EPER's creation is required by the 1996 directive on integrated pollution prevention and control (IPPC). A committee of national representatives thrashed out rules for the register over three years, voting a final version through in January. The plan only just passed with France, Italy and Austria voting against. ENDS Daily understands that the first two felt the proposals were too ambitious while Austria thought it was not ambitious enough. Together they fell just two votes short of a blocking minority.
Under the decision, EU countries must report a first batch of data to the Commission in June 2003. This should cover 2001 releases, with a possibility for individual countries to report 2000 or 2002 emissions instead. A second tri-annual report will be made in 2006 for 2004 data. A third report will be made in 2008 based on 2007 data, after which annual reporting of the previous year's emissions is envisaged.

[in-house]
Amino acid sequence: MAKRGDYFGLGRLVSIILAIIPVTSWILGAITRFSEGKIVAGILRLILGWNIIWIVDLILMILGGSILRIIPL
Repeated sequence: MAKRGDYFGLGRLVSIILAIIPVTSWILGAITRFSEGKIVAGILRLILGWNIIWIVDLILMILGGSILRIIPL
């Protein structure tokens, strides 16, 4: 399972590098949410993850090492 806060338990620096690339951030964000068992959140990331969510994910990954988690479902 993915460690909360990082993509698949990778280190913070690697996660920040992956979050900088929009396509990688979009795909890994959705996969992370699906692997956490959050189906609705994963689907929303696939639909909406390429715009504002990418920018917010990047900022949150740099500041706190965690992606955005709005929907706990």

The Commission stressed yesterday that the register's introduction was a key element of the IPPC directive's toolbox for cutting industrial pollution. It would satisfy a public right to know about pollution from individual industrial facilities and encourage public comparison in different plants, industries and countries, the Commission said. EPER would also enable "naming and shaming" of poor performers while providing data to demonstrate any improvement in emissions over time.
The 50 pollutants covered by EPER include major air pollutants and all six greenhouse gases included in the Kyoto climate protocol. Others are heavy metals, a series of chlorinated organic substances and several other organic and inorganic compounds. Reporting of any of these substances is only to be required if specified emission thresholds are exceeded.
See below for a link to the full text of the decision including the list of pollutants and release thresholds.
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